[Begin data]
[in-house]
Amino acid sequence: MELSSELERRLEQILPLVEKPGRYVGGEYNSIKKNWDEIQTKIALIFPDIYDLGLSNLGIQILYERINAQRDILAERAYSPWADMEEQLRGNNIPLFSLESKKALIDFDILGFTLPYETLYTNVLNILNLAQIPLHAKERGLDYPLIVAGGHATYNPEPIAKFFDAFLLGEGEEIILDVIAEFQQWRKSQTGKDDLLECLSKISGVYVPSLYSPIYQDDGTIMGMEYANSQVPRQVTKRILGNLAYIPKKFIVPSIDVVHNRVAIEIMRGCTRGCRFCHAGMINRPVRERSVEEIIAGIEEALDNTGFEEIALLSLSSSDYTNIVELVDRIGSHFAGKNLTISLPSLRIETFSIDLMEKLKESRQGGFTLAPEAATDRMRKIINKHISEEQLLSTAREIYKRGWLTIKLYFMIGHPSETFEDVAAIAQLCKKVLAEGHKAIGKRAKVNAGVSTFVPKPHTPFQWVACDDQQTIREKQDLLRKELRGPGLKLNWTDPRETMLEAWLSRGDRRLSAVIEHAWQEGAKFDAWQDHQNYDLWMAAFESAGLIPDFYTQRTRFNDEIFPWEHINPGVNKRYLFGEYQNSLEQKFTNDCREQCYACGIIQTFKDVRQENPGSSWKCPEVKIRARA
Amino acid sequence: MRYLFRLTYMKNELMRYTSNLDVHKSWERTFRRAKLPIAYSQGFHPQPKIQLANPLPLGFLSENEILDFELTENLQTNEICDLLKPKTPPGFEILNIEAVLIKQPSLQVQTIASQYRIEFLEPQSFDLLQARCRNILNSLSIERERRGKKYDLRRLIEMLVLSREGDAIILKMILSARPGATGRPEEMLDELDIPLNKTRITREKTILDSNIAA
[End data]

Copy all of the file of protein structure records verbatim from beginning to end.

[in-house]
Amino acid sequence: MELSSELERRLEQILPLVEKPGRYVGGEYNSIKKNWDEIQTKIALIFPDIYDLGLSNLGIQILYERINAQRDILAERAYSPWADMEEQLRGNNIPLFSLESKKALIDFDILGFTLPYETLYTNVLNILNLAQIPLHAKERGLDYPLIVAGGHATYNPEPIAKFFDAFLLGEGEEIILDVIAEFQQWRKSQTGKDDLLECLSKISGVYVPSLYSPIYQDDGTIMGMEYANSQVPRQVTKRILGNLAYIPKKFIVPSIDVVHNRVAIEIMRGCTRGCRFCHAGMINRPVRERSVEEIIAGIEEALDNTGFEEIALLSLSSSDYTNIVELVDRIGSHFAGKNLTISLPSLRIETFSIDLMEKLKESRQGGFTLAPEAATDRMRKIINKHISEEQLLSTAREIYKRGWLTIKLYFMIGHPSETFEDVAAIAQLCKKVLAEGHKAIGKRAKVNAGVSTFVPKPHTPFQWVACDDQQTIREKQDLLRKELRGPGLKLNWTDPRETMLEAWLSRGDRRLSAVIEHAWQEGAKFDAWQDHQNYDLWMAAFESAGLIPDFYTQRTRFNDEIFPWEHINPGVNKRYLFGEYQNSLEQKFTNDCREQCYACGIIQTFKDVRQENPGSSWKCPEVKIRARA
Amino acid sequence: MRYLFRLTYMKNELMRYTSNLDVHKSWERTFRRAKLPIAYSQGFHPQPKIQLANPLPLGFLSENEILDFELTENLQTNEICDLLKPKTPPGFEILNIEAVLIKQPSLQVQTIASQYRIEFLEPQSFDLLQARCRNILNSLSIERERRGKKYDLRRLIEMLVLSREGDAIILKMILSARPGATGRPEEMLDELDIPLNKTRITREKTILDSNIAA